The research was made possible with support from the American Association of Endodontists, National Institutes of Health, and the Oregon Clinical and Translational Research Institute, which is funded by a grant from the National Center for Research Resources (NCRR), a component of the National Institutes of Health (NIH).


Story Source:

The above story is based on materials provided by Oregon Health & Science University. Note: Materials may be edited for content and length.


Journal Reference:

  1. L. Tarsa, E. Bałkowiec-Iskra, F.J. Kratochvil III, V.K. Jenkins, A. McLean, A. Brown, J.A. Smith, J.C. Baumgartner, A. Balkowiec. Tooth pulp inflammation increases brain-derived neurotrophic factor expression in rodent trigeminal ganglion neurons. Neuroscience, 2010; DOI: 10.1016/j.neuroscience.2010.03.002

Cite This Page:

Oregon Health & Science University. "New animal model developed to study craniofacial pain by manipulating genes." ScienceDaily. ScienceDaily, 28 March 2010. <www.sciencedaily.com/releases/2010/03/100325092254.htm>.
Oregon Health & Science University. (2010, March 28). New animal model developed to study craniofacial pain by manipulating genes. ScienceDaily. Retrieved April 25, 2015 from www.sciencedaily.com/releases/2010/03/100325092254.htm
Oregon Health & Science University. "New animal model developed to study craniofacial pain by manipulating genes." ScienceDaily. www.sciencedaily.com/releases/2010/03/100325092254.htm (accessed April 25, 2015).

Share This


More From ScienceDaily



More Health & Medicine News

Saturday, April 25, 2015

Featured Research

from universities, journals, and other organizations


Featured Videos

from AP, Reuters, AFP, and other news services

85 Killed in Niger by Meningitis Since Start of Year

85 Killed in Niger by Meningitis Since Start of Year

AFP (Apr. 24, 2015) A meningitis outbreak in Niger has killed 85 people since the start of the year prompting authorities to close schools in the capital Niamey until Monday. Video provided by AFP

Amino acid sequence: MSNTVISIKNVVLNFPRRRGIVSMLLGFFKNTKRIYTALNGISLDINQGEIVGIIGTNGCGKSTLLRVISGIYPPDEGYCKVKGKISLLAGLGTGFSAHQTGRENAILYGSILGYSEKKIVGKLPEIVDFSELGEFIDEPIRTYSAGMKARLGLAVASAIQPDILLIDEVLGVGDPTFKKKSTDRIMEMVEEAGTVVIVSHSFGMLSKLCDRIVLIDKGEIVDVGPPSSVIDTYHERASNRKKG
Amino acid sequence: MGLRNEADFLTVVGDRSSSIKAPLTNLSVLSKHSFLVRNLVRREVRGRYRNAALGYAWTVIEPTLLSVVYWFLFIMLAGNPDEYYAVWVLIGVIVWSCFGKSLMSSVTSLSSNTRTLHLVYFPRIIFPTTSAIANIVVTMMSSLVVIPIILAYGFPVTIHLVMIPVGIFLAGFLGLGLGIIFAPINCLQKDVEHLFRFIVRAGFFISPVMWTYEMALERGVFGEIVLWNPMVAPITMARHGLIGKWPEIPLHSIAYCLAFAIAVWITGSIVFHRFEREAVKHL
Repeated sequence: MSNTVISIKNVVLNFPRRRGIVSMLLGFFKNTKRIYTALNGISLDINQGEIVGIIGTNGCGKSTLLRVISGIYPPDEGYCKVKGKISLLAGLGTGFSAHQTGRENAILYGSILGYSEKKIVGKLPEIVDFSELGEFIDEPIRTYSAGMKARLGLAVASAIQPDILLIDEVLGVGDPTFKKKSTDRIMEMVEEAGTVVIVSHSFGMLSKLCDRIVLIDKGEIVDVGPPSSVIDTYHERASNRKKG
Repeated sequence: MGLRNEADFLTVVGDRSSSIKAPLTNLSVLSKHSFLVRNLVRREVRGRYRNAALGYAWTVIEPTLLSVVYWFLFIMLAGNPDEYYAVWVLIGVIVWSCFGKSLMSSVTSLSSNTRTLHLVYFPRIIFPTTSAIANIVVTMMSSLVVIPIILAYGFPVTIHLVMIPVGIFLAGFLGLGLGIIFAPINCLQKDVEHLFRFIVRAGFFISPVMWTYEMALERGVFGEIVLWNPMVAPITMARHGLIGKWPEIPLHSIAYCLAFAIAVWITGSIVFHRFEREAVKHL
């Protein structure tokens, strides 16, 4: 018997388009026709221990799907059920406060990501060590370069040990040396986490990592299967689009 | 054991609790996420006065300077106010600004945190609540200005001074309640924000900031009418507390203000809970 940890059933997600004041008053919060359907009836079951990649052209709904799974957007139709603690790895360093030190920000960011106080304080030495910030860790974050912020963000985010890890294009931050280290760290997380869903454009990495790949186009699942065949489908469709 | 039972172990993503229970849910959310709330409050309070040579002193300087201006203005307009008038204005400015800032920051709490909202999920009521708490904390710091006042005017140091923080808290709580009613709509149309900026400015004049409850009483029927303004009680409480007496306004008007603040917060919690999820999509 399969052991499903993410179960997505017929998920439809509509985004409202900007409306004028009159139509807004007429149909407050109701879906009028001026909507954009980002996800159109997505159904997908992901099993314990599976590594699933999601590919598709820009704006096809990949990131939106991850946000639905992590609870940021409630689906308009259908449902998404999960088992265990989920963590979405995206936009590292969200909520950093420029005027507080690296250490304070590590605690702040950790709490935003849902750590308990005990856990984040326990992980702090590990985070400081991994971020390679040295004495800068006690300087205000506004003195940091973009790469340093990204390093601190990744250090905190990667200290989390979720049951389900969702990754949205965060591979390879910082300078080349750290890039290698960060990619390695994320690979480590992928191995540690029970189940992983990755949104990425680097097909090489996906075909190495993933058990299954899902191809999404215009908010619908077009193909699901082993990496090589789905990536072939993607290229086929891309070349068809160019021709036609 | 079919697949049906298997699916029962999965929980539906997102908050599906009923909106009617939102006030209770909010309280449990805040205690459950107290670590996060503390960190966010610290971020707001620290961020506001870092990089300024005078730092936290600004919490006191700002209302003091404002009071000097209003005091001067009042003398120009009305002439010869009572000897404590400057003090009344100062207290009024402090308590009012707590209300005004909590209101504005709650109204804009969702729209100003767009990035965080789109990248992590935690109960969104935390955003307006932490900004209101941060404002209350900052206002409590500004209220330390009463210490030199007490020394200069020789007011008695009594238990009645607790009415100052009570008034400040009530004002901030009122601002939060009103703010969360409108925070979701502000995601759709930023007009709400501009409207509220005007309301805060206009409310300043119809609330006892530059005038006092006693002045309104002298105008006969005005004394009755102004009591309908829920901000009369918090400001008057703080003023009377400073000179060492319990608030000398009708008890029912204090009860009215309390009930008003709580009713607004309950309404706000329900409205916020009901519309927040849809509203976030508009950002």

Powered by NewsLook.com
C-Section Births a Trend in Brazil

C-Section Births a Trend in Brazil

AFP (Apr. 24, 2015) More than half of Brazil&apos;s babies are born via cesarean section, as mothers and doctors opt for a faster and less painful experience despite the health risks. Duration: 02:02 Video provided by AFP
Powered by NewsLook.com
Anti-Malaria Jab Hope

Anti-Malaria Jab Hope

Reuters - News Video Online (Apr. 24, 2015) The world&apos;s first anti-malaria vaccine could get the go-ahead for use in Africa from October if approved by international regulators. Paul Chapman reports. Video provided by Reuters
Powered by NewsLook.com
3D Food Printing: The Meal of the Future?

3D Food Printing: The Meal of the Future?

AP (Apr. 23, 2015) Developers of 3D food printing hope the culinary technology will revolutionize the way we cook and eat. (April 23) Video provided by AP
Powered by NewsLook.com

Search ScienceDaily

Number of stories in archives: 140,361

Find with keyword(s):
Enter a keyword or phrase to search ScienceDaily for related topics and research stories.

Save/Print:
Share:

Breaking News:

Strange & Offbeat Stories


Health & Medicine

Mind & Brain

Living & Well

In Other News

... from NewsDaily.com

Science News

Health News

Environment News

Technology News



Save/Print:
Share:

Free Subscriptions


Get the latest science news with ScienceDaily's free email newsletters, updated daily and weekly. Or view hourly updated newsfeeds in your RSS reader:

Get Social & Mobile


Keep up to date with the latest news from ScienceDaily via social networks and mobile apps:

Have Feedback?


Tell us what you think of ScienceDaily -- we welcome both positive and negative comments. Have any problems using the site? Questions?
Mobile: iPhone Android Web
Follow: Facebook Twitter Google+
Subscribe: RSS Feeds Email Newsletters
Latest Headlines Health & Medicine Mind & Brain Space & Time Matter & Energy Computers & Math Plants & Animals Earth & Climate Fossils & Ruins